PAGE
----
Well, Thanksgiving week is here, and despite the increased cost of food and the uncertain availability of turkeys that haven’t grown to the size of Sumo wrestlers, Americans are generally getting ready to enjoy some form of the traditional annual feast this Thursday.
The holiday is especially important this year as many families are traveling and getting together in larger groups in a long-deferred reaction to last year’s subdued and socially distanced meals to protect their loved ones against COVID-19.
The availability of the vaccines this year, however, has given the country a sense of permission to “gather together to ask the Lord’s blessing,” even though too many people are still stubbornly refusing to get their shots — making family hugs still a bit of a crapshoot when it comes to getting sick or maybe dead.
Thanksgiving is a thoroughly American holiday. We have been celebrating some form of a Thanksgiving feast, officially or unofficially, since the early Jamestown, Virginia, settlers invited neighboring Indians to a big harvest feast in 1609 near Berkeley Plantation.
Several years later, in 1621, the Pilgrims set aside a day for thanking God and also had a big three-day feast with Indian guests, who didn’t realize they were fraternizing with early “undocumented immigrants.” As time went by, the Pilgrims had better public relations people and were on the winning side of the war between the states, so today they get all the credit for starting the holiday. But I wouldn’t be surprised if the first Thanksgiving meal was enjoyed by North Carolina’s Lost Colony sometime in the 1580s.
Whoever started it, Thanksgiving is one of our better holidays because we’re still a nation that believes in thanking God for the many blessings associated with “life, liberty and the pursuit of happiness.”
Christians and Jews are repeatedly admonished to “give thanks to the Lord,” with the words “thanks” or “thanksgiving” appearing 124 times in the Bible, not including other variations. Other religions are also thankful in their own traditions. It’s the poor atheist who has the dilemma of whom to thank.
And we do have a lot to be thankful for, even if we don’t want to admit it. The pandemic is still ongoing, but cases are down as folks eventually get their shots and people still take some common-sense precautions. Life is slowly, very slowly, inching toward tentative versions of normalcy.
Inflation is up, of course, but it’s actually a consequence of the economy roaring back and supply struggling to keep up with demand. There are plenty of jobs, apparently, for those who want them. And, let’s not forget that football and basketball seem almost back to normal!
Our politics are screwed up royally, of course, as Republican leaders embrace conspiracies and violence while Democrats, trying to actually govern, rival the turkeys for cluelessness in how to pass their legislation. But the infrastructure bill, in seriousness, is a tremendous achievement and much needed. And at least the Democrats are trying to provide “social infrastructure” for young children and the elderly which, if passed, will help struggling families.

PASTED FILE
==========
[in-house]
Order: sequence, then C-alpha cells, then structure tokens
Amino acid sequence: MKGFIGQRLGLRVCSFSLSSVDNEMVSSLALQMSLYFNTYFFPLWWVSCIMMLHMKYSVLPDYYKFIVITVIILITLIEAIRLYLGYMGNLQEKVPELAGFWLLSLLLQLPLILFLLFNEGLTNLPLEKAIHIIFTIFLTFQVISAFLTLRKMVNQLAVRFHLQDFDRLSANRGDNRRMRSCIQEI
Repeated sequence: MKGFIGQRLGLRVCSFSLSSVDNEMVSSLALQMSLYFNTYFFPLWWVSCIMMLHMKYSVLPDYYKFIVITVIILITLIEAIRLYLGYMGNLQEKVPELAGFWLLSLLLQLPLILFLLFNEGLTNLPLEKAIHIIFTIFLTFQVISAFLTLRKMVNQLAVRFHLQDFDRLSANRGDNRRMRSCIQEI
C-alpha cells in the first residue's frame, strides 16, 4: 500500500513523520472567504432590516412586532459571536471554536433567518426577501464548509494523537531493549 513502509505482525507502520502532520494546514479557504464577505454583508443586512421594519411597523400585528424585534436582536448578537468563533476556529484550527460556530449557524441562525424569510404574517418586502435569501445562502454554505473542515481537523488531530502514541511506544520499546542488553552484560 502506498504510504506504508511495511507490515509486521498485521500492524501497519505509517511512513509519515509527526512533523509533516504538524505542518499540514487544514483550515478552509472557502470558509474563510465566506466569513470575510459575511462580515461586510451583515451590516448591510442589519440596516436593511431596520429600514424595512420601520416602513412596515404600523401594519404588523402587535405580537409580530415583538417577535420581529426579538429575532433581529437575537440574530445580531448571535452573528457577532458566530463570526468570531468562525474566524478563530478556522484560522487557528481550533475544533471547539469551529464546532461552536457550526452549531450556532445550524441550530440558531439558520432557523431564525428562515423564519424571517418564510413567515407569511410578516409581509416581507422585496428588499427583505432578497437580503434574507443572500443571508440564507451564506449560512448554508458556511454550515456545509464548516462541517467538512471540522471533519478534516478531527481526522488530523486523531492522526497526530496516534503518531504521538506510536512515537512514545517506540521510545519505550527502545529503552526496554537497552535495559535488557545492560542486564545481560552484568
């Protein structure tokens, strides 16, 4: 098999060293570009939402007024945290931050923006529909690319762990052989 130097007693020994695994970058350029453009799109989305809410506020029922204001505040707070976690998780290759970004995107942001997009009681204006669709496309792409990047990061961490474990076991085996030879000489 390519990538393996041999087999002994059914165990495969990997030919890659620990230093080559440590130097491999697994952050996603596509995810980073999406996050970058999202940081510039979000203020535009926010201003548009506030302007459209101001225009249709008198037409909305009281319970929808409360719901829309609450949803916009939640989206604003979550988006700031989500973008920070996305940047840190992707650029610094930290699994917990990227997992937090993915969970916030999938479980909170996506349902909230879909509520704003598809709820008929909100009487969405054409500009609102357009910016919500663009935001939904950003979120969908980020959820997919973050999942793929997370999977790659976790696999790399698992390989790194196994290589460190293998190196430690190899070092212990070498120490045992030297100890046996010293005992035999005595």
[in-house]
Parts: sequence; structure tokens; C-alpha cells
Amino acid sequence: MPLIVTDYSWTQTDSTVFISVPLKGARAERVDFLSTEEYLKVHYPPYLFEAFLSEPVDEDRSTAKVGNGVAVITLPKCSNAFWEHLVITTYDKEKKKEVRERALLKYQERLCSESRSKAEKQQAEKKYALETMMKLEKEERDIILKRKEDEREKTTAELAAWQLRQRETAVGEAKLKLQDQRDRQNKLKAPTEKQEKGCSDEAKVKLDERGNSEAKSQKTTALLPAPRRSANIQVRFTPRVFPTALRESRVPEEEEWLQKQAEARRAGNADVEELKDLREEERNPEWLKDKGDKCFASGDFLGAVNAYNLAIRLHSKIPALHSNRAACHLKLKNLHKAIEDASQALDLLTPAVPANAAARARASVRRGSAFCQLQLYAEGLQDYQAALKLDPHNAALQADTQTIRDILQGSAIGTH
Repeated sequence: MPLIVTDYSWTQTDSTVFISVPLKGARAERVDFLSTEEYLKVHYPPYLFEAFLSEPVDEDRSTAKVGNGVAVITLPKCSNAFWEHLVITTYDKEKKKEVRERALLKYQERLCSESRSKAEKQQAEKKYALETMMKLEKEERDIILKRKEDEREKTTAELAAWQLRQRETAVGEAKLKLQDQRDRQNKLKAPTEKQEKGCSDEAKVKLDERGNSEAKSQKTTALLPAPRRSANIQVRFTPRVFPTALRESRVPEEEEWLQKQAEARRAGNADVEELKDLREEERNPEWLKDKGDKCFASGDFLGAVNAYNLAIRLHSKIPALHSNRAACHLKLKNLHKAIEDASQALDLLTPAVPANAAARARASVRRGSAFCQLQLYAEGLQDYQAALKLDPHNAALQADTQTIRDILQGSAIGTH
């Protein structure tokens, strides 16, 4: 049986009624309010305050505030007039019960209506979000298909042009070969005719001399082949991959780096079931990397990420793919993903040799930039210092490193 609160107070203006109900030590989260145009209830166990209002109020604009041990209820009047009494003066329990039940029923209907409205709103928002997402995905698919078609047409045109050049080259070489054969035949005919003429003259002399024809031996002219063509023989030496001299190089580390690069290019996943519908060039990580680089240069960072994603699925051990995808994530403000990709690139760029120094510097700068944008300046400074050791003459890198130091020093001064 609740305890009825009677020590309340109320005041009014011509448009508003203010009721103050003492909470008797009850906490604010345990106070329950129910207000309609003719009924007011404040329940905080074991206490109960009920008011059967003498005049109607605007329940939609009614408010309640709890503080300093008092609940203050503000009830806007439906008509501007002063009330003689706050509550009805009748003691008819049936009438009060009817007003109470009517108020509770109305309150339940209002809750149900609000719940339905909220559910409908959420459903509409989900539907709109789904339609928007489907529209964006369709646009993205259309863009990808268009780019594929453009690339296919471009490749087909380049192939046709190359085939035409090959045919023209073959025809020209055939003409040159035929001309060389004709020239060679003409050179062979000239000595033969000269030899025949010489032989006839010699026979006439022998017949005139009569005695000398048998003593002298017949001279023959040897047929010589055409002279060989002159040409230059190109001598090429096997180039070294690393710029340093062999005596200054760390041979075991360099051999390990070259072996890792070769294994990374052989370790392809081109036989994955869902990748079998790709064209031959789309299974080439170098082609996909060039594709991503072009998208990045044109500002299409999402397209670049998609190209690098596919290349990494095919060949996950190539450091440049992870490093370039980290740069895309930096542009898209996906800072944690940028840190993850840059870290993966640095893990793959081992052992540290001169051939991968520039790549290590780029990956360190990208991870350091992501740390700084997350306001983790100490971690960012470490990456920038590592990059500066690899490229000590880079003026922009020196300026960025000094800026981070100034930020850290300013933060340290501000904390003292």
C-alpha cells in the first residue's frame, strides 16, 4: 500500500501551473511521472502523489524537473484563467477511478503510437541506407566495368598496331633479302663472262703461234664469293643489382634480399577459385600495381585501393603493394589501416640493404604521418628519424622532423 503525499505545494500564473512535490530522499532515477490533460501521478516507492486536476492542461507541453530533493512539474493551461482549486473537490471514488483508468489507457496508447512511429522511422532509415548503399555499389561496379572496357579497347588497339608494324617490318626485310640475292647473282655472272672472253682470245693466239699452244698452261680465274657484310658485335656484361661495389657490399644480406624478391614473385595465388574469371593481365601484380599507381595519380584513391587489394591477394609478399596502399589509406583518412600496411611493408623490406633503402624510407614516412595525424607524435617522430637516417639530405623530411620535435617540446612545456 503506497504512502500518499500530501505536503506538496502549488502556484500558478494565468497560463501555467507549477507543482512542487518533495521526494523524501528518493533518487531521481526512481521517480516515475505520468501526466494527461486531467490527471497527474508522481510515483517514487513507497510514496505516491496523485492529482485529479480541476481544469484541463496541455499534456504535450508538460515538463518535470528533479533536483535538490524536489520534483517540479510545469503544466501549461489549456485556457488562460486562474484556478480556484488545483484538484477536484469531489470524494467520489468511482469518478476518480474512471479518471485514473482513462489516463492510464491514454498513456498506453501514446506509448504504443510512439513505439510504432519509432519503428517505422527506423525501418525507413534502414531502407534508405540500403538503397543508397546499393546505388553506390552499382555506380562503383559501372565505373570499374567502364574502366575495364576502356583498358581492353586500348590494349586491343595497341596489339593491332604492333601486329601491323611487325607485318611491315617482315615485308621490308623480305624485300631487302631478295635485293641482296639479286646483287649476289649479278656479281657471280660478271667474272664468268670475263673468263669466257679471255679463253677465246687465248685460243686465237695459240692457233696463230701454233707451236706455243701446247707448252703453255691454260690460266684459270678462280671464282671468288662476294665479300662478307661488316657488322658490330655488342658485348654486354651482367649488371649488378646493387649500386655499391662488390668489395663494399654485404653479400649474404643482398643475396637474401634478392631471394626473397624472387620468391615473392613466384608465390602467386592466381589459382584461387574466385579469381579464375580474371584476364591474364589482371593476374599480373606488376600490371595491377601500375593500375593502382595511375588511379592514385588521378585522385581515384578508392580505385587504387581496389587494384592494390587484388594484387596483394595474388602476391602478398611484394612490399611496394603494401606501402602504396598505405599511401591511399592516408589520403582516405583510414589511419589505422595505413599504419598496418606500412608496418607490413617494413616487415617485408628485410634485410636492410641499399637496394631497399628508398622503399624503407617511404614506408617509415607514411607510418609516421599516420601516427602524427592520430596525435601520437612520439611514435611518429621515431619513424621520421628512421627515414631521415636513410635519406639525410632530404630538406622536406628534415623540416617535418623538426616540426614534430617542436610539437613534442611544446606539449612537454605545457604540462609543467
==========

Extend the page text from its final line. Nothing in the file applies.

But overall, life in America is still pretty good, especially compared to many other countries. And southern Nash County is starting to see the big growth we’ve long been expecting, with all the opportunities and challenges that growth brings.
Next month we’ll have new political leadership in Spring Hope, hoping for the best, and we’re fortunate to live in a county with stable and fiscally responsible leadership, mercifully free of the partisan bickering we see in Raleigh and Washington, where I am convinced the turkeys truly live.
All that remains now is the weather for Thanksgiving, where we’re getting mixed signals as winter begins to show itself. Whether it’s cold or mild, though, I’d like to share a special holiday forecast I ran across some time ago: “Turkeys will thaw in the morning, then warm in the oven to an afternoon high near 190 degrees. The kitchen will turn hot and humid, and if you bother the cook, be ready for a severe squall or cold shoulder.
“During the later afternoon and evening, the cold front of a knife will slice through the turkey, causing an accumulation of 1-2 inches on plates. Mashed potatoes will drift across one side while cranberry sauce creates slippery spots on the other. Please pass the gravy.
“A weight watch and indigestion warning have been issued for the entire area, with increased stuffiness around the beltway. During the evening, the turkey will diminish and taper off to leftovers, dropping to a low of 34 degrees in the refrigerator.
“Looking ahead to Friday and Saturday, high pressure to eat sandwiches will be established. Flurries of leftovers can be expected both days with a 50% chance of scattered soup late in the day. We expect a warming trend where soup develops. By early next week, eating pressure will be low as the only wish left will be the bone.”
Ken Ripley, a Spring Hope native, is The Enterprise’s editor and publisher emeritus.
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